Radio Farda has learned that Iran is pushing Ukraine to sign a memorandum of understanding obliging Ukraine and the families of victims of flight PS 725, shot down over Tehran, to waive their right to pursue the matter any further through courts.
Iran's Revolutionary Guard fired two missiles at Ukraine's flight PS 725 on January 8 in the wake of Iran's missile attacks on Iraqi military bases hosting U.S forces. Iranian authorities took responsibility for downing the flight and killing 176 passengers and crew members onboard the plane after three days of denials and later claiming that "human error" was responsible for shooting the plane, Radio Farda recalls.
Radio Farda has learned that Iran has sent the draft of a memorandum of understanding (MoU) to the Ukrainian Foreign Ministry according to which Ukraine and the families of the victims are to accept "human error" as the cause of the crash. The said document also stipulates that Ukraine and the families of the victims shall not pursue criminal and judicial action against Iran in return for the payment of compensation by Iran and release of the plane's flight recorder's data after they are analyzed.
To clarify issues related to a possible MoU proposed by Iran, Radio Farda asked Andriy Guck, an international aviation law expert to comment on MoU possible text. He pointed out that Iran may be seeking to create disunity among the countries whose nationals were killed in the crash by seeking to reach such a separate agreement with Ukraine.
Guck also said the fact that Iranian authorities claim human error caused the crash of the Ukrainian airliner does not mean that Iran has taken responsibility for the tragedy. "The question remains whether Iran is prepared to be accountable, explain why the airspace was not closed and the reasons for the human error, compensate it or not," he said and added that the MoU draft submitted to the Ukrainian Foreign Ministry by Iran does not make any mention of Iran's accountability and sets few conditions to start compensation negotiations.
The question of whether Iran is prepared to compensate the families of the victims and the Ukraine International Airlines that owned the passenger jet will remain unanswered if Ukraine accepts Iran's position, Guck says. In other words, Iran considers the probe into the "human error" and all respective court procedures an internal matter.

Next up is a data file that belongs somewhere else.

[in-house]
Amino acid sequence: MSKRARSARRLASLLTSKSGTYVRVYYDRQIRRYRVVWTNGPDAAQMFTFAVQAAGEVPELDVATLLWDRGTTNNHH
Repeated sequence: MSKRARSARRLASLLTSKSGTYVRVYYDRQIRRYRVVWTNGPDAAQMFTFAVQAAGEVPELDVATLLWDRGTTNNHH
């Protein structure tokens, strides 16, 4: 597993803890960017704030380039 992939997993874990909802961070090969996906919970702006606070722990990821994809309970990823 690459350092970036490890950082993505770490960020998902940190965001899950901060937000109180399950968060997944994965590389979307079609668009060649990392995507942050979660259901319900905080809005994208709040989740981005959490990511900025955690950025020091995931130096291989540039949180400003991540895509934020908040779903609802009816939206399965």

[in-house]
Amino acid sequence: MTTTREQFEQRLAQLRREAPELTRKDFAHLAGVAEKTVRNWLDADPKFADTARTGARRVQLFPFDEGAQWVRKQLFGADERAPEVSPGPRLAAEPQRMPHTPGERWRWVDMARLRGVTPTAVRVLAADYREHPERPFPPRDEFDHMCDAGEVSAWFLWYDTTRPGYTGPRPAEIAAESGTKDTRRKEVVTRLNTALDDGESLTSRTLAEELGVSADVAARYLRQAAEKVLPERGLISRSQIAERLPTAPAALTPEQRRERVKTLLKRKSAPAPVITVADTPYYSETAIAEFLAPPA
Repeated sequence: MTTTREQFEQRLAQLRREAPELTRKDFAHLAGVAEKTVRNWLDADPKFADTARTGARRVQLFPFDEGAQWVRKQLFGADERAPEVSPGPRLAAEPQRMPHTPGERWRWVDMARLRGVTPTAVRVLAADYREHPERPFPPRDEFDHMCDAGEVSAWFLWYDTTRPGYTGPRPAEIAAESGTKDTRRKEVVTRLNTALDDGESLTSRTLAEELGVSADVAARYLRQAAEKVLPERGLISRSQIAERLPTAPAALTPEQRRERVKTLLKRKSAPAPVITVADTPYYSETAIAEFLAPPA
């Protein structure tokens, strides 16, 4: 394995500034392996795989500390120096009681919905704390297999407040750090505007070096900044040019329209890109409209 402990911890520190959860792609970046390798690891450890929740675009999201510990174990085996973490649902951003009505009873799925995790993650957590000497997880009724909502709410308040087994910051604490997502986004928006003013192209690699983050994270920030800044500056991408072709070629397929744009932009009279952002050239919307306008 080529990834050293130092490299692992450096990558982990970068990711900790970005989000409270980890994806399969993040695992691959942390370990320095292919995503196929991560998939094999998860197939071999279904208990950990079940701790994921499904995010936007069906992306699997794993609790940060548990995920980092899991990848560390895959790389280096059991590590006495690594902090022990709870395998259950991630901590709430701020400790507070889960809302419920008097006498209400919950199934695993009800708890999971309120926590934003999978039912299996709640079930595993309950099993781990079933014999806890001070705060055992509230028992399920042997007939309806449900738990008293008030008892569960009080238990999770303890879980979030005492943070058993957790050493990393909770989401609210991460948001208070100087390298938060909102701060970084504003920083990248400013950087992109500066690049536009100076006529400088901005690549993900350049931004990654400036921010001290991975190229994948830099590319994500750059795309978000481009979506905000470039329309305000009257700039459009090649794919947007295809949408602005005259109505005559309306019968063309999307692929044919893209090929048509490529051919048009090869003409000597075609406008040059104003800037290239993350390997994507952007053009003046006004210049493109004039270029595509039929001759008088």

"First of all, the reason for the crash must not be attributed to human error before the conclusion of an independent and proper investigation. Secondly, the government of Ukraine cannot be made responsible for forcing the families of the victims to forego their right of seeking an independent investigation as a precondition for payment of compensation by Iran; and thirdly, Ukraine should not have an obligation to provide Iran with the technical data of the Ukrainian airline -- which is a private company – particularly because Iran is not undertaking to provide its own data until Iran is not taking proper measures to provide access to its data and at least preliminary investigation results to Ukraine and other countries involved in the matter," Guck said.
Moreover, the draft MoU says Iran may allow international experts' participation in the flight recorders analysis but only if Iran recognizes that it cannot do it. But so far it has been clear that Iran has not cooperated in this regard and is not capable or willing to decode flight recorders, so it's just delaying clauses that do not foresee Iran's obligations. The document prepared by Iran does not indicate who the responsible party for the payment of compensation is and lacks clear clauses for the identification of Iran's obligations and the time frame for their realization, as well as any arbitral procedure if states do not reach understanding, the Ukrainian international aviation laws expert pointed out.